In 1968, the year that Marvel's Iron Man finally got his own comic book, the US Department of Defense announced that some 24,000 troops would be sent back to Vietnam for involuntary second terms. That same year, Steppenwolf's hit song "Born to Be Wild" introduced rock fans to the phrase "heavy metal." Two years later, the trailblazing British heavy metal act Black Sabbath unleashed "Iron Man" -- a six-minute-long rock opera about an unfortunate soul who was "turned to steel" while singlehandedly attempting to alter the disastrous "future of mankind" -- on the world.
So... does the song have something to do with the superhero?
Sabbath bassist and lyricist Geezer Butler has claimed that "Iron Man" was a dystopian "science fiction story" that he dreamed up after seeing "a lot of things in the news about pollution and nuclear war."
However, some metalhead exegetes claim that the source of the song's inspiration is most likely a 1968 British children's book by Ted Hughes.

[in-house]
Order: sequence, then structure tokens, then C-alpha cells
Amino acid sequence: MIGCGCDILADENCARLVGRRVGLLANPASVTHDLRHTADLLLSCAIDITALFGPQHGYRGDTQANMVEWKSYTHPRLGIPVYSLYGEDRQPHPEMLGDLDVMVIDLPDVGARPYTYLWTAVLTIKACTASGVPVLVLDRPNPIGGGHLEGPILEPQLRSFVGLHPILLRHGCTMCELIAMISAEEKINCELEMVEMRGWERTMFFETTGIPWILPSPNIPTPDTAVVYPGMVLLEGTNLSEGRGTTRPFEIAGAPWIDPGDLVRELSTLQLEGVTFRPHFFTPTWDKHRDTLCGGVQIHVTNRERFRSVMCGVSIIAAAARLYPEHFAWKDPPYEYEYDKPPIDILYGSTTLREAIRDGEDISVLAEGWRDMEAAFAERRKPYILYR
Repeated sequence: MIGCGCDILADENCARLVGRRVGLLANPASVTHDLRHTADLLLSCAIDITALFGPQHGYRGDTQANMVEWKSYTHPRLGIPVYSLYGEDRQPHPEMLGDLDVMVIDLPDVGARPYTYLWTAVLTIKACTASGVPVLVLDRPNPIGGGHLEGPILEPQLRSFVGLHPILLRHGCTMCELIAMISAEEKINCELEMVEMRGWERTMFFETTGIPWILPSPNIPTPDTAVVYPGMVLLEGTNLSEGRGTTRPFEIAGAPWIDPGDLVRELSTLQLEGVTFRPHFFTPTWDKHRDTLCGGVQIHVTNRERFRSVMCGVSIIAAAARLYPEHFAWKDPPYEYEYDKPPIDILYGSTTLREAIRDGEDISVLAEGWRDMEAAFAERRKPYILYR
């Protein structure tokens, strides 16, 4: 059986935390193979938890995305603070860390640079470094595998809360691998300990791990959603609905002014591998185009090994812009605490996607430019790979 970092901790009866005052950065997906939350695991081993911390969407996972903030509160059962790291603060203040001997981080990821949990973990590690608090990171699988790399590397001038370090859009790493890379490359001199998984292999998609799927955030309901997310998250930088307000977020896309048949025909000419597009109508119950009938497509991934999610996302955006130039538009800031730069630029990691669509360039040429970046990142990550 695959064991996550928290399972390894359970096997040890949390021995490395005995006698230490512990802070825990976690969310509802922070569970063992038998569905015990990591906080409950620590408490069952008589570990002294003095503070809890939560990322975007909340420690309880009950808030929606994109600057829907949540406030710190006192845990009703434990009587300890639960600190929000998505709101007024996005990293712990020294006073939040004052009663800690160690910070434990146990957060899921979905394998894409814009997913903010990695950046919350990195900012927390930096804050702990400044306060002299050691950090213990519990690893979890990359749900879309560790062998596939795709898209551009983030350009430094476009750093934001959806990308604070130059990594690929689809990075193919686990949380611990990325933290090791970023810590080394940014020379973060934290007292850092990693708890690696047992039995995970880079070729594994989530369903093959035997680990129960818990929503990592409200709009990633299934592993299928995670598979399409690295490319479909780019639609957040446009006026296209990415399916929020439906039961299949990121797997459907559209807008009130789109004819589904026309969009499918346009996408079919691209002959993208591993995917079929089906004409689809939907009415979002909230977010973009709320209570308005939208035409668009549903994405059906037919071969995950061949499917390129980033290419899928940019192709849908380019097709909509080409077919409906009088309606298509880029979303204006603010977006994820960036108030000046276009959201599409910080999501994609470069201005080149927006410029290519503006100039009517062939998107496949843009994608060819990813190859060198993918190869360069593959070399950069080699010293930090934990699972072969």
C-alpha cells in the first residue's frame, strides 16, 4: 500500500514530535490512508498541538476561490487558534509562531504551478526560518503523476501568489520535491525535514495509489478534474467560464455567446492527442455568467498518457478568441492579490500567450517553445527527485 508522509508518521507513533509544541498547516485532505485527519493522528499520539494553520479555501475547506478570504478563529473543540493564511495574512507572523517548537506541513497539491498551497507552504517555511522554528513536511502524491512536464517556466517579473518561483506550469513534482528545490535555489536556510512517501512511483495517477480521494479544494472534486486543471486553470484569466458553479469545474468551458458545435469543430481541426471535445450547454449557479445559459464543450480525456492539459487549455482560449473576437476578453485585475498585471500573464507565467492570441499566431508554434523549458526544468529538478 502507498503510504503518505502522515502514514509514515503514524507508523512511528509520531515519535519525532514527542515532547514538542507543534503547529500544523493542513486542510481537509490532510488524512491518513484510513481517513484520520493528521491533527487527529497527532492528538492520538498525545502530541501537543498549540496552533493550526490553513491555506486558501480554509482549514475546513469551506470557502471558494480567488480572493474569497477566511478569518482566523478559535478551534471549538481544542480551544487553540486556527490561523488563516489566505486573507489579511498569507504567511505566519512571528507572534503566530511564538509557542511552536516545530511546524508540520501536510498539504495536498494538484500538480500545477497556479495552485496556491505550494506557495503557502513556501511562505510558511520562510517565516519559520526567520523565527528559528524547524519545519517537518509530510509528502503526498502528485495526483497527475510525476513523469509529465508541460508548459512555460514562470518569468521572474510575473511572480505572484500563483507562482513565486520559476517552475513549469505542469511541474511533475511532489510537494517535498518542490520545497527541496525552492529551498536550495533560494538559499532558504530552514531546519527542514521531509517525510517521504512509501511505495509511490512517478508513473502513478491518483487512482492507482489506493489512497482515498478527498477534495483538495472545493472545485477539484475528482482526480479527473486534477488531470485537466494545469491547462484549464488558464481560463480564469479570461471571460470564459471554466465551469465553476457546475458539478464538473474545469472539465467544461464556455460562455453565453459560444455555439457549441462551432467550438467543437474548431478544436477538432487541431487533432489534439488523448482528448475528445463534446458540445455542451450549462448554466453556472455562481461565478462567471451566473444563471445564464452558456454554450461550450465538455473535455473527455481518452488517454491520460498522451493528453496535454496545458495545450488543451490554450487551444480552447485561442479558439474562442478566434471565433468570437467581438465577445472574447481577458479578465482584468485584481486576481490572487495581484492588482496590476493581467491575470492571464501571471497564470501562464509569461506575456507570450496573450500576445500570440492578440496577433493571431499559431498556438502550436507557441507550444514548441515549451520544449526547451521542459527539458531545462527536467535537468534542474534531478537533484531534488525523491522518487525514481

Hughes's The Iron Man concerns a metallic giant who arrives in England out of nowhere, terrifying everyone but a young boy whom he befriends, and whose obedient servant he becomes. The iron man is buried alive by farmers, whose property he destroys. But he digs himself out of the grave, and later saves the planet from a monstrous alien being. The Iron Giant, a 1999 animated film, is loosely based on the Hughes book; so is a 1989 Pete Townshend rock opera.
That is to say, it seems to me that Geezer Butler's lyrics are a postmodern mashup of highbrow lit written for juveniles (Hughes’s children’s book) and juvenile lit admired by highbrows (Stan Lee’s superhero comic). I AM IRON MAN